Thursday, January 31, 2019

The Arizona-Sonora Desert Museum, Part One

I was so excited to finally visit the Arizona-Sonora Desert Museum when we were in Tucson last June...
Unfortunately as we were getting ready to check out of our hotel that morning (this one) I recognized the early signs of a migraine. I tried to stop it, but nope, it ran into me like a freight train.

I loaded up with water and put on my sunglasses and tried to make the best of it. Oh, and BTW, it was 102 that day. And I dare you to find shade...

Saguaro skeleton.

Saguaros as far as the eye can see...

Looking at my photos I'm surprised things are in focus, snapping pictures with your sunglasses on (it was just too bright to take them off with a migraine) is not a recipe for success.

A little background: "The mission of the Arizona-Sonora Desert Museum is to inspire people to live in harmony with the natural world by fostering love, appreciation, and understanding of the Sonoran Desert. Unlike most museums, about 85% of the experience is outdoors...The 98 acre Desert Museum is a fusion experience: zoo, botanical garden, art gallery, natural history museum, and aquarium."

  • 21 interpreted acres with two miles of walking paths through various desert habitats
  • 230 animal species
  • 1,200 types of plants — 56,000 individual specimens

"Founded in 1952, the Arizona-Sonora Desert Museum is widely recognized throughout the world as a model institution for innovative presentation and interpretation of native plants and animals featured together in ecological exhibits. The Museum is regularly listed as one of the top ten zoological parks in the world due to its unique approach in interpreting the complete natural history of a single region (in our case this is the Sonoran Desert and adjacent ecosystems). This represents a significant achievement, as the Museum’s collections and size are smaller than many of its counterparts. Not a “museum” in the usual sense, it is an unparalleled composite of plant, animal, and geologic collections with the goal of making the Sonoran Desert accessible, understandable, and valued." (source)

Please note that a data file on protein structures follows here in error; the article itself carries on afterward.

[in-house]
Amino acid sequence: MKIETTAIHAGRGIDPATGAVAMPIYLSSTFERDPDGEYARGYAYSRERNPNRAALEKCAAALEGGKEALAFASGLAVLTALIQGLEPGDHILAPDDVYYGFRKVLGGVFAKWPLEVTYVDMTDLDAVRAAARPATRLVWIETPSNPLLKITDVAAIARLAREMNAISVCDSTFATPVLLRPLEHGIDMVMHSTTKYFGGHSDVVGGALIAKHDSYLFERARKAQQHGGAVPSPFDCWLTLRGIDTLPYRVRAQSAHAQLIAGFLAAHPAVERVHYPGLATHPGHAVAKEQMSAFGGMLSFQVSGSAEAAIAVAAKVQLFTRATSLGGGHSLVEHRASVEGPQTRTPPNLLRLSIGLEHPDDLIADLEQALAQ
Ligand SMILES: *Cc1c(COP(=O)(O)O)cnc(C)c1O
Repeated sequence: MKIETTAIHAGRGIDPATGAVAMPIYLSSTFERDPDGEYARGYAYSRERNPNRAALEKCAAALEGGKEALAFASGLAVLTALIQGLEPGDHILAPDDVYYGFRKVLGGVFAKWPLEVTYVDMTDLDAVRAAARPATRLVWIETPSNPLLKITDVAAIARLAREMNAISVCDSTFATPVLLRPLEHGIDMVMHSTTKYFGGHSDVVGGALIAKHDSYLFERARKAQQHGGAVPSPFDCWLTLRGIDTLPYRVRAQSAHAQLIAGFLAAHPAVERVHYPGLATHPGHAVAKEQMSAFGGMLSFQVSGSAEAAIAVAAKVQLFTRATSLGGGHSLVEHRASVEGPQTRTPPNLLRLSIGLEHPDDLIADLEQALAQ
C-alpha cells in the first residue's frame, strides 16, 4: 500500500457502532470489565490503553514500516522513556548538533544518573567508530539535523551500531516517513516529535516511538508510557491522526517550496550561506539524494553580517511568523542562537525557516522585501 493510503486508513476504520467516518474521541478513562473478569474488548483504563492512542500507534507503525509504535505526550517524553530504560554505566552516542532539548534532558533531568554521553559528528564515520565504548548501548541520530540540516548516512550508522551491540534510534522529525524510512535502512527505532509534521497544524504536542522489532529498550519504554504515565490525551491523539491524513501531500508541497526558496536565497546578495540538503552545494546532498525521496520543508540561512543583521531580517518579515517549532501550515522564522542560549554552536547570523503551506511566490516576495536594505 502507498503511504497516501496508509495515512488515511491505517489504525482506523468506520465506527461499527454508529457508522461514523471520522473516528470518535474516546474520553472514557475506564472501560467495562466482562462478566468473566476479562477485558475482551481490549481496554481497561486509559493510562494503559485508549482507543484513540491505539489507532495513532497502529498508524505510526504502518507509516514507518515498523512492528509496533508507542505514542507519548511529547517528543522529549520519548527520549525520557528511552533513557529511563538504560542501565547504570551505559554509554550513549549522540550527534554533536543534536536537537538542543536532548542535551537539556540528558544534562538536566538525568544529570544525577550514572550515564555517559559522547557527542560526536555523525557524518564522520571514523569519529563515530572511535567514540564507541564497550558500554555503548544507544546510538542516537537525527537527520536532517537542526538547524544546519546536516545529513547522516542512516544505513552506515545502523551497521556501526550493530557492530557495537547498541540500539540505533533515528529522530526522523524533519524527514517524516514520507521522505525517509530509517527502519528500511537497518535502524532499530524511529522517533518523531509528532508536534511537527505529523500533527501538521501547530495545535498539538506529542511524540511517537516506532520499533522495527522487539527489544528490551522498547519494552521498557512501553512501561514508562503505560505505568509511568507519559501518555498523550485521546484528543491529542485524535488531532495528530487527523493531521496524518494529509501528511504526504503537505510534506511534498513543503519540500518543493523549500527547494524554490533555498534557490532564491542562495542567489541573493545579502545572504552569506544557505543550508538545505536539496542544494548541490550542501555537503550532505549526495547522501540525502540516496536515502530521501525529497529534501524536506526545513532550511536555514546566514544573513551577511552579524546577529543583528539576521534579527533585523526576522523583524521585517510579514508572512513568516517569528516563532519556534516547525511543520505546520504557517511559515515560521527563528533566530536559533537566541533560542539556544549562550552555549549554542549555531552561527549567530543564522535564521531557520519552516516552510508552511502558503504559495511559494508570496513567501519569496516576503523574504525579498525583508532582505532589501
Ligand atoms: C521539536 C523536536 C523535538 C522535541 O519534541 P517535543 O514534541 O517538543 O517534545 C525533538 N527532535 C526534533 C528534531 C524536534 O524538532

It was a beautiful place and I hope to go back again someday when I can really enjoy it.

As I said, we were there in June. As the sign says the Saguaro were definitely producing fruit. We'd seen flowers a couple days earlier at the Boyce Thompson Arboretum, but here... was all about the fruit.

Lots of fruit.

Before I discovered the Cactus Garden I encountered a snake spread across the entrance path. I'm not sure what it was, but it was in no hurry to move on, and didn't seem to mind me or the other visitors that came up on it. Sorry, no photos.

Love these planters.

There were labels on many of the plants, but I didn't do a great job of recording them. It was just all about enjoying the beauty.

Vine on a Saguaro! That's a new one for me.

The elusive shade, sort of.

I love the strawberry pot filled with colorful cactus.

Look at those super-long spikes!

Hmmm... palm trees off in the distance...

Closer, but still on the other side of the pathway. I'll get there eventually.

Pretty bird! I saw a lot of animals in the park but didn't try to photograph most of them, I just enjoyed seeing them.

This place really was magical, like Boyce Thompson I loved how the cultivated areas ran right into the natural. The road to the museum zig-zaged through hundreds of Saguaro and the view through the hills was breathtaking.

The building is a restaurant with bathrooms and water bottle refilling stations, much needed at this point!

Loved these, and actually sat in them for a minute, until they started to burn my bum.

Now I was under the palm trees!

This area was a welcome respite from the open desert area.

And there were several red dragonflies zooming about.

In tomorrow's "Part Two" we'll look at the Agave Garden, the one place I did manage to pull it together and focus on capturing names. These beauties weren't part of that garden and weren't labeled. I think they must be a variety of A. parryi, but I could be wrong.